A few days after finding out what cluster feeding was my milk came in. I was not prepared for how engorged, heavy and lumpy I felt. Not to mention the pain of being so full. However, I was advised to take a hot shower, try some hand expression to relieve some of the engorgement and firmly push down and out on the ducts while nursing to release some pressure.

Finally, don’t forget those breast pads because one look at your baby and the milk can come “pouring” out of your breasts. I was astounded at first by how much milk I was leaking.

Helpful Breastfeeding Supports:

  • My Brest Friend pillow
  • towels, burp cloths, swaddle blankets-anything to wipe up milk dripping on you and the baby
  • co-sleeping + lay down feeding
  • a supportive partner
  • Netflix
  • inexpensive nursing bra’s + bralettes (trust me you’re going to be leaking a lot of milk all over your bra’s)
  • Milkies Milk Saver-this is worn on the breast not used for feeding to catch any milk, it works great and surprisingly catches a lot of milk! It also prevents the mess from leaking.

I’m very thankful for the ability to breastfeed my baby. However, there have been many times where I’ve wanted to give up, partly to get a break from being the sole, on-demand feeder. According to the parenting forums around month, three things will get easier so I’m holding out for that.

Baby Blues

I thought pregnancy messed with my emotions. Well, postpartum really messed things up. Physiologically your progesterone drops (which affects one’s mood) and prolactin increase in order to breastfeed which is good. However, these changes can really affect one’s mental state. For example, I cry when I don’t want to. I’ll be talking to my husband trying to explain something that’s bothering me and I’ll well up with tears. Which make the issue seem way bigger than it really is. In reality, I can’t help the tears from falling out. I’m not trying to get a reaction out of him, my body is just taking over my tear ducts.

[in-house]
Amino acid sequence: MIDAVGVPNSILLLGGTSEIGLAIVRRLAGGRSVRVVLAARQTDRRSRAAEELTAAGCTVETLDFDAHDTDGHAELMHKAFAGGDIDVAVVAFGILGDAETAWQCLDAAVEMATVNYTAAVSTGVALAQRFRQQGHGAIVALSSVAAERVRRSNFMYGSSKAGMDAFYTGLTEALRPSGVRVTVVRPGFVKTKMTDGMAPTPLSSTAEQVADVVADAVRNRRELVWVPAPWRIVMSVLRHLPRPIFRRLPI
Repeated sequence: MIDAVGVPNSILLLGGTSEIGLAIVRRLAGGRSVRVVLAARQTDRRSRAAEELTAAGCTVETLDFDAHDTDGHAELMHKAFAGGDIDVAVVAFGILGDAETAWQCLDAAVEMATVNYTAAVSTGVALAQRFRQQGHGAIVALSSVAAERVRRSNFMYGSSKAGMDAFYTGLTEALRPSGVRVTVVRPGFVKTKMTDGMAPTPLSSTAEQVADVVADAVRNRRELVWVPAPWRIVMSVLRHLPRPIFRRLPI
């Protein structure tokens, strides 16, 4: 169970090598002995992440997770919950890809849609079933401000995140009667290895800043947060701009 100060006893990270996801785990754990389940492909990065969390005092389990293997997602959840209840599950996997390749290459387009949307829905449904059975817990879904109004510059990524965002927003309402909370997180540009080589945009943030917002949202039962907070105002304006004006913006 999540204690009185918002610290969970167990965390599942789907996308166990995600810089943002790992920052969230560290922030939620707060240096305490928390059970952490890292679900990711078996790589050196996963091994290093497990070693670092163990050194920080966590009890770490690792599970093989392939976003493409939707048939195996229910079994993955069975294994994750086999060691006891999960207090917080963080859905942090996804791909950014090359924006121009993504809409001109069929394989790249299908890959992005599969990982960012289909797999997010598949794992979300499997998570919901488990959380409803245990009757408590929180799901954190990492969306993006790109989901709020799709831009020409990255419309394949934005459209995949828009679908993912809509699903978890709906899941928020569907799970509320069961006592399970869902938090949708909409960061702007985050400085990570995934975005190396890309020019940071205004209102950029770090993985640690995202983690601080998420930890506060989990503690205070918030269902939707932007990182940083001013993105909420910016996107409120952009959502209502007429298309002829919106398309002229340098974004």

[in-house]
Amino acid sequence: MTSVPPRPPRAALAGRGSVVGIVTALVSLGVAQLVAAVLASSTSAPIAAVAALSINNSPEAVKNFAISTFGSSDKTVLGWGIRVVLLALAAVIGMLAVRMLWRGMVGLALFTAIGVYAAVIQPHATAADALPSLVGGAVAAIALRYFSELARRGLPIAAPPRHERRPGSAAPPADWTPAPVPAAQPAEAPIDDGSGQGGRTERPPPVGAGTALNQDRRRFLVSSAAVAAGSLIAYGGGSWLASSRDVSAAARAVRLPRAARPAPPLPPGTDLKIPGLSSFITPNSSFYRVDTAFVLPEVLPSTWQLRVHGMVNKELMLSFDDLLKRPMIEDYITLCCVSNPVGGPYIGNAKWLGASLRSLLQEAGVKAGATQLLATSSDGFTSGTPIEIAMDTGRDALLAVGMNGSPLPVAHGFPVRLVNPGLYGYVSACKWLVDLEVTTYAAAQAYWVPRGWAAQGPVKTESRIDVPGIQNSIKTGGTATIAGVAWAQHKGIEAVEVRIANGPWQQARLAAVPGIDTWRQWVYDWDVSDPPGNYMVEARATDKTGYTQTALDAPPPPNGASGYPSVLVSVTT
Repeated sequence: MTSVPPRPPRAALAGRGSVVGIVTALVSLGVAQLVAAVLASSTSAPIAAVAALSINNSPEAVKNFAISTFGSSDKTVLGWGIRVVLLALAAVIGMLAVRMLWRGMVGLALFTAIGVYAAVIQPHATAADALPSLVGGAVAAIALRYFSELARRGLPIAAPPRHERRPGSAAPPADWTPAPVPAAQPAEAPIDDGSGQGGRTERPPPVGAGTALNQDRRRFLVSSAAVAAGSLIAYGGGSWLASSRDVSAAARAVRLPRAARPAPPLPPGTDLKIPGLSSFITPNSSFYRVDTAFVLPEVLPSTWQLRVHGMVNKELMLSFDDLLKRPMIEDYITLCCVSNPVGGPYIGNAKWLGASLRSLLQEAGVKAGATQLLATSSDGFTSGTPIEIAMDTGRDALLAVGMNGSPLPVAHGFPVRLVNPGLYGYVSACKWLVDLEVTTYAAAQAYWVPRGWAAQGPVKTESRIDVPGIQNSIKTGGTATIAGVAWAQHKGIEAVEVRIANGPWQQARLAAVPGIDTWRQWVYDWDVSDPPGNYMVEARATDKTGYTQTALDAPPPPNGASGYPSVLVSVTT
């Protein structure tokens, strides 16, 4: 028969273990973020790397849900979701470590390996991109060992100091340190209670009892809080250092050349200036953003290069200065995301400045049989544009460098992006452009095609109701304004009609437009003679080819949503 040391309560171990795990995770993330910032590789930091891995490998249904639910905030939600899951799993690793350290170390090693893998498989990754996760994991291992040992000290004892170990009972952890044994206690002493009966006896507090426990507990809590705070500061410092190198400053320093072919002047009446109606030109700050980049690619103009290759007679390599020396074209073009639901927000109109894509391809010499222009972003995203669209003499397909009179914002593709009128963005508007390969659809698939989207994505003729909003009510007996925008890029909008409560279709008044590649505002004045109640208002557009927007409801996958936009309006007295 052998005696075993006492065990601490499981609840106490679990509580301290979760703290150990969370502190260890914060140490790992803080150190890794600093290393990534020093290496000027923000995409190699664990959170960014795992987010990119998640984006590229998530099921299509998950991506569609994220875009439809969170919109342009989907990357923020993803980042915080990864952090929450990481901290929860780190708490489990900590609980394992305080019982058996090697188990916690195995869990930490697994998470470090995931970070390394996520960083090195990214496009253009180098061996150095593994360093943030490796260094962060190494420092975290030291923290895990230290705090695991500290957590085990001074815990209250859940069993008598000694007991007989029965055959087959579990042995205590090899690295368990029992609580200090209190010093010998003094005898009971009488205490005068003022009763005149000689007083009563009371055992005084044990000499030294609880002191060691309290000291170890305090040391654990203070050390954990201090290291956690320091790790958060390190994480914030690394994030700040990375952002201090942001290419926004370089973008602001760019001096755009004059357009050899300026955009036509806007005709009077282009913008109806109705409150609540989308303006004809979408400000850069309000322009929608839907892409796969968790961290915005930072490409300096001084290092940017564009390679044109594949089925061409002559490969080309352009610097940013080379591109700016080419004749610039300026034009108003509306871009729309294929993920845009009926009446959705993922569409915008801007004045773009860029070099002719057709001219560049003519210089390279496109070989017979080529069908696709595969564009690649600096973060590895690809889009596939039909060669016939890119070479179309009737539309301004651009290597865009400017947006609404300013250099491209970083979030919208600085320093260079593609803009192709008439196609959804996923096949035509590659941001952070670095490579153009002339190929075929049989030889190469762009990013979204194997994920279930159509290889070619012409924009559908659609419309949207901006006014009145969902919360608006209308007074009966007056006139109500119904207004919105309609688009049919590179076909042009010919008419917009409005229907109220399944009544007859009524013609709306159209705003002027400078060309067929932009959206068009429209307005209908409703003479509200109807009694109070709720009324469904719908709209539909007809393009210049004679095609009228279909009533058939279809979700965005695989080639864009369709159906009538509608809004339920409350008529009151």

Aside from crying are the feelings of inadequacy, guilt, and fear. At times I feel incapable of my role or that I’m doing it wrong. I especially feel this way when I have to get up in the middle of the night and lift her out of her bed to feed or change her. I love my daughter but sometimes I just can’t extend myself any more than I have. This leads to thoughts of “If this is so hard, how could I ever going to care for multiple children?”. I do have a lot of support and encouragement around me but obviously, we are our own worst critic.

Self Care

Finally, self-care is so important during this period. This is something I discussed with my midwife and she noted how if I take care of myself I will be a better mom. Although I knew this it was a reminder I needed to hear. I try to get out for a daily walk at 2 pm each day, I make a point to shower at least every other day, I keep ingredients on hand to make a filling, protein-rich smoothie that I can drink while nursing and somedays I’ll quickly do my makeup while the baby is in her swing and I try to wear something that I feel cute in.